DVArtist said...

Like I have said before, you read the most interesting books. Have a nice day.

Marie Cloutier said...

the maigret books are so much fun. the racism is unfortunate though. thanks for this fun recap and I love seeing the French covers.

Hena Tayeb said...

I had not heard of any of these before.. thanks for sharing.

Darla said...

It has been a very long time since I read a Simenin book. I think I will revisit his writing. Thanks for the history you provided and the great poster.

Sallie (FullTime-Life) said...

I must try Maigret again -- I must have read at least a couple of them, but years and years ago. Your descriptions sound so familiar and as soon as I read Hitchcock's quote I absolutely knew immediately that it was because Simenon wrote his books so quickly! But I don't really remember any of the books themselves. Which of course is the thing about many good mystery series. I have read that any Agatha Christy book would be good to take to the proverbial deserted island (if you could only have one book). Because you can read it again a couple of weeks after finishing it as you never do remember who actually "done it." ..... (Of course nowadays we would all have our Kindles and several hundred books as long as we remembered the charging apparatus ;>)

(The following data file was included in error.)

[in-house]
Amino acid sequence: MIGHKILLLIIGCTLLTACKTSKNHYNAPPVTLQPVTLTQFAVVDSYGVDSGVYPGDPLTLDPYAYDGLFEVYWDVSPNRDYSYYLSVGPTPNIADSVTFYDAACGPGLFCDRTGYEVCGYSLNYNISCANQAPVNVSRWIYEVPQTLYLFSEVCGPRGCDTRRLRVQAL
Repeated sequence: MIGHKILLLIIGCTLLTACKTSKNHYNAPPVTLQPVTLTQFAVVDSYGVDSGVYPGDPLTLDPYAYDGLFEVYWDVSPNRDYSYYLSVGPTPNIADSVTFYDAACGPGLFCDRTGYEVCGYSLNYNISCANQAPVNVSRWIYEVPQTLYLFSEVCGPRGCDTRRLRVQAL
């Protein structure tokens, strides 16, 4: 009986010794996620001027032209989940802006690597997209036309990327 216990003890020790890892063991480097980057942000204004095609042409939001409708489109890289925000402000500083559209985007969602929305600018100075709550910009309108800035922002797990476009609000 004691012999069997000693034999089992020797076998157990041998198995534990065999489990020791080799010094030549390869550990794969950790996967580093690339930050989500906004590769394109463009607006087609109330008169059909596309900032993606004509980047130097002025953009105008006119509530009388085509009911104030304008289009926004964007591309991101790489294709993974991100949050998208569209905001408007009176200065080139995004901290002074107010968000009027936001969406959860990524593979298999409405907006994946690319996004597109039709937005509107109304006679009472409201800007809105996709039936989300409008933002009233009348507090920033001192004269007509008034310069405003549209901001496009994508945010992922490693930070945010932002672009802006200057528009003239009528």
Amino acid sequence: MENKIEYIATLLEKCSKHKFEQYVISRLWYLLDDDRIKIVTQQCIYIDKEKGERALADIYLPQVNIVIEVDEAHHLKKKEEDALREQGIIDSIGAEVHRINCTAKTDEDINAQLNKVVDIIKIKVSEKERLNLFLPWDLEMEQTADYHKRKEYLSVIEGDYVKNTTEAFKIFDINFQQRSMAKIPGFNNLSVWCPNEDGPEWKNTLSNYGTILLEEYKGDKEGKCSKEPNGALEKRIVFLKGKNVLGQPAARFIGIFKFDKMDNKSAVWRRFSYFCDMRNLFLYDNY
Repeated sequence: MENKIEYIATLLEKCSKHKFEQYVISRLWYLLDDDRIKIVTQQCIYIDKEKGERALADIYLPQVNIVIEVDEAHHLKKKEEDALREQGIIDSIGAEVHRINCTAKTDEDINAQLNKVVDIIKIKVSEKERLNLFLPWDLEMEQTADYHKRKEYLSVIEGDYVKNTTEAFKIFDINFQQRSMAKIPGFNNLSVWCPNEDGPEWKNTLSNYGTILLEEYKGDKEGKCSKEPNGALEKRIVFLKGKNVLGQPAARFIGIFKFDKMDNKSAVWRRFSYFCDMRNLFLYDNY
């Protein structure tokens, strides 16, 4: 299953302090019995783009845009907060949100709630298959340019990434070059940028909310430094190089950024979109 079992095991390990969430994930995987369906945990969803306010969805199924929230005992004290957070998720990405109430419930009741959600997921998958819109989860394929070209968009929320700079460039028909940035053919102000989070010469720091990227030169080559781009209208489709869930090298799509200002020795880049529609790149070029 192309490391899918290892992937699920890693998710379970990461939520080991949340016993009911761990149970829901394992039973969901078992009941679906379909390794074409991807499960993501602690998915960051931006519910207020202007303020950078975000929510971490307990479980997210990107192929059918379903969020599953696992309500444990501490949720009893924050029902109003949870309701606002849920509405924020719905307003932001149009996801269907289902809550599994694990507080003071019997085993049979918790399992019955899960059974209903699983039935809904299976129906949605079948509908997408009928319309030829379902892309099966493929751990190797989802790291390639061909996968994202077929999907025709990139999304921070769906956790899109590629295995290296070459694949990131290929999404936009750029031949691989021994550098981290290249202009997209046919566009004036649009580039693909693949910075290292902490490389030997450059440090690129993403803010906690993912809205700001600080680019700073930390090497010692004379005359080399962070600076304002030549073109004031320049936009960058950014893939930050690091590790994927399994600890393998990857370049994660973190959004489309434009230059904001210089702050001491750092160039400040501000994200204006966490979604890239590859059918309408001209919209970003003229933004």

Tandy | Lavender and Lime ( said...

There is a television series of Maigret bit I'm not sure if it's based on the books or just the character.

Deb Nance at Readerbuzz said...

Your post leaves me feeling conflicted. I wish I didn't know about the terrible flaws of those I admire.

My name is Erika. said...

I've got my Mom's collection of Maigret books. I haven't read any in years, but thanks for the reminder to pull one out and read it again. hugs-Erika

Divers and Sundry said...

I've read a few of the books and enjoyed them, and I'm always happy to see another adaptation. Maigret should be better known!

Brona said...

The two penny bar is one of the Maigret's that appears in a number of the 'best of' Maigret lists I've checked out, so I was delighted to see it was one of the ones you read this year.

Your mini-bio of Simenon reminds of the conflict I now feel about Coco Chanel when I read about her dubious activities during WWII as well. She had a lifelong problem about telling the truth, but it sounds like Simenon was more opportunistic and self-interested.